There is no question culture change is gaining momentum in long-term care communities.

This summer more than 1,000 people from senior care organizations across the country convened in Kansas City for the largest event dedicated to person-centered care. The conference showcased the latest developments in the long-term culture change movement. I’m proud to have had staff from Hebrew Rehabilitation Center representing our organization.

Culture change is respecting the individual rhythms and preferences of our residents. With patient-centered care, residents are asked basic questions around issues that impact their quality of life:

  • What time would you like to wake up?
  • Would you like a cold or warm meal for breakfast?
  • Would you prefer going to the concert downstairs or resting in your room?

Our model cannot be one size fits all. We must advocate for our residents unique needs and desires.

At Hebrew Rehabilitation Center, we’re already on the culture change journey and are committed to moving forward. Leadership and staff know it’s the right thing to do and it’s being embraced at all levels of the organization. Here, culture change is not a foreign concept.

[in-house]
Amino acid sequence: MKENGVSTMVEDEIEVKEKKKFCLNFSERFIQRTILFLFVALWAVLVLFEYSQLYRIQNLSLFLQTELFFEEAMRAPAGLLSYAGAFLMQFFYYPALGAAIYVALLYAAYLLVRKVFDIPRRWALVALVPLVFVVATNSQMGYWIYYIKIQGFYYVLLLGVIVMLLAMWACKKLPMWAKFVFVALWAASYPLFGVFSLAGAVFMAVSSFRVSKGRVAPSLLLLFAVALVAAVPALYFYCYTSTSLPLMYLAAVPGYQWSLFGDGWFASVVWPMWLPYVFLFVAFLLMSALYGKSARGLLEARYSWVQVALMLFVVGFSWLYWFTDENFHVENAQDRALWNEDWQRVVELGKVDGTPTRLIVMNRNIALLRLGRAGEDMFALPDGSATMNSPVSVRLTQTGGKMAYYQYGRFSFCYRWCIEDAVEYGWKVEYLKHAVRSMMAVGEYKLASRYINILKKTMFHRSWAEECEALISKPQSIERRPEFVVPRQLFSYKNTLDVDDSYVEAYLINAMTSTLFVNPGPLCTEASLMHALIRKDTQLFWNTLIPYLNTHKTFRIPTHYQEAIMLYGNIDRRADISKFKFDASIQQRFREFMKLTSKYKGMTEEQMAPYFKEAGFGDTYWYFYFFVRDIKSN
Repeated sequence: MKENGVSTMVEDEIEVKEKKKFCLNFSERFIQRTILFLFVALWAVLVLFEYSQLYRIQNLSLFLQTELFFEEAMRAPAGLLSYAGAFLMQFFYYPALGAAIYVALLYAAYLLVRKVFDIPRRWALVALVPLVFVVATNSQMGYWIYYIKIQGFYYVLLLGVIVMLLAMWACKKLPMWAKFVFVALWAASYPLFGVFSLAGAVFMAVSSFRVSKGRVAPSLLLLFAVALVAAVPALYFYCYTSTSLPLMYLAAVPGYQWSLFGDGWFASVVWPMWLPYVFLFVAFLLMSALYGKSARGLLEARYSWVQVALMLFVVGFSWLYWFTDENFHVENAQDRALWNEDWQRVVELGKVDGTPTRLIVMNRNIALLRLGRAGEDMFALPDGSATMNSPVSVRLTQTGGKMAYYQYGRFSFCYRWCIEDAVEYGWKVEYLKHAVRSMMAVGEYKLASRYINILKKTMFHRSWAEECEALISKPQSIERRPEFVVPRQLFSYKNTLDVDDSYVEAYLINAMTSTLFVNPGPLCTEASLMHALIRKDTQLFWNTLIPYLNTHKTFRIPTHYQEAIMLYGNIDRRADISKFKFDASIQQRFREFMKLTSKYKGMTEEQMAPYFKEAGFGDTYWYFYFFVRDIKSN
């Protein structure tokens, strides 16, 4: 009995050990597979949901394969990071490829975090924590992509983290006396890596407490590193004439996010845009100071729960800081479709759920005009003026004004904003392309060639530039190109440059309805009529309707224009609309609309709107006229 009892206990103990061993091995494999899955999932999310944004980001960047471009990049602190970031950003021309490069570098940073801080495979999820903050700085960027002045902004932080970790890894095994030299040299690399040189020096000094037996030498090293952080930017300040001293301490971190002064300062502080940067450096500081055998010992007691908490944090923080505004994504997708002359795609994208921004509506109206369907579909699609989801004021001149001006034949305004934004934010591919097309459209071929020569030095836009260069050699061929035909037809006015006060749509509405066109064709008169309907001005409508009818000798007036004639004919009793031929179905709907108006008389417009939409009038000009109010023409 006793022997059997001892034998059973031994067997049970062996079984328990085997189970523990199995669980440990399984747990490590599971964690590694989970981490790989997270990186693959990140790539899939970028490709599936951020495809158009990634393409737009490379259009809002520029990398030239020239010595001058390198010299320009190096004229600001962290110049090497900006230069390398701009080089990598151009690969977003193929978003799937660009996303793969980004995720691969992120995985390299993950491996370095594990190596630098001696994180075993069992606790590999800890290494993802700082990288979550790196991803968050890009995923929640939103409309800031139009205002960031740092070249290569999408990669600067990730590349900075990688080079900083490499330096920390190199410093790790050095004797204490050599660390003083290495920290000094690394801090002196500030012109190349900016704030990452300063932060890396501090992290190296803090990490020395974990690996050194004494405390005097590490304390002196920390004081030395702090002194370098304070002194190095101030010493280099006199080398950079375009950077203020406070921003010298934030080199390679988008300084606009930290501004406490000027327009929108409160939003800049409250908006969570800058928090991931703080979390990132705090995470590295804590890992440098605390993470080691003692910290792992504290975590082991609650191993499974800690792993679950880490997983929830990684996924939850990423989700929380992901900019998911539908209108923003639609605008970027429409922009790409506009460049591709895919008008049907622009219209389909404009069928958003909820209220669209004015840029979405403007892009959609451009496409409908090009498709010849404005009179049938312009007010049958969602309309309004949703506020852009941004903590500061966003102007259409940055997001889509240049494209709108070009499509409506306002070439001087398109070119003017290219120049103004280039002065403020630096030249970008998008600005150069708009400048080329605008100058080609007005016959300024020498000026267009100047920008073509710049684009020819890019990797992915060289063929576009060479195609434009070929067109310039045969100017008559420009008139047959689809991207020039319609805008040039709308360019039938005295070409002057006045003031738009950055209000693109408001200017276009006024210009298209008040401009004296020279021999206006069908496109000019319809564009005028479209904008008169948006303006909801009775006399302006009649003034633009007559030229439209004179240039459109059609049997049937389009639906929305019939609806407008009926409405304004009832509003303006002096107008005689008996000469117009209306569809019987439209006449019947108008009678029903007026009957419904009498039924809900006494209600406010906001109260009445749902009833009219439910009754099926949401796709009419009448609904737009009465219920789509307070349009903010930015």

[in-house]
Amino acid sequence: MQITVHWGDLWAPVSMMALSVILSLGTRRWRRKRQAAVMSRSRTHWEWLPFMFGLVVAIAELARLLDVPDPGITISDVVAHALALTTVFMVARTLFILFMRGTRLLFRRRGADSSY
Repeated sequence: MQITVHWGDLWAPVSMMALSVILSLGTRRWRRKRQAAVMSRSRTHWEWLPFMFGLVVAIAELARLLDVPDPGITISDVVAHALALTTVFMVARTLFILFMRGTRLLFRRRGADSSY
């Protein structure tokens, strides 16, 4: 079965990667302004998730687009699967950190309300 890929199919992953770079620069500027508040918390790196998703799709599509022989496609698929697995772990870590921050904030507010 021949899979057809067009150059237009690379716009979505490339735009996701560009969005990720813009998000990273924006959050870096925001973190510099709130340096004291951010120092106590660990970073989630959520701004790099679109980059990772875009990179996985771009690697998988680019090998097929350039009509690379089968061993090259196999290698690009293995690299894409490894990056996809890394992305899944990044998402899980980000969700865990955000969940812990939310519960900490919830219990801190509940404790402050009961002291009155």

From resident assistants (RA) to operations leaders to our culinary teams, I hear the positive impact it is having on our residents. It’s truly making a difference in their day-to-day lives.

It’s no surprise given our long and proud history of providing exceptional health care to seniors. As part of Hebrew SeniorLife, we have always challenged conventions, myths and preconceived notions about the aging process. It’s essential to our mission and who we are.

Our long-term care communities are built around our residents. Our staff believes in delivering person-centered care; forgoing the traditional nursing home practices that did little to give residents the quality of life they deserve.

In fact, seniors moving into HRC are letting us know what they want. They want more choices and they want to have a voice. Activities that are built around our residents’ unique life stories and desires show respect for our seniors and demonstrate our desire to meet their individual needs. 

At the same time, we empower our staff and give them the tools and resources to take better care of the residents they serve. RAs and team members who know the residents best are essential in care planning.

As president, I witness the wonderful ways our staff engage with residents. From structured activities to spontaneous small group discussions, to building one-to-one relationships, culture change is alive and well at Hebrew Rehabilitation Center. 

We are steadfast in our commitment to delivering exceptional care and service to our seniors. Embracing culture change helps make our great communities even better. Culture change propels us to go further.

Mary Moscato, is the president of Hebrew SeniorLife Health Care Services. This post originally appeared on the ReAge blog, and is used here with permission.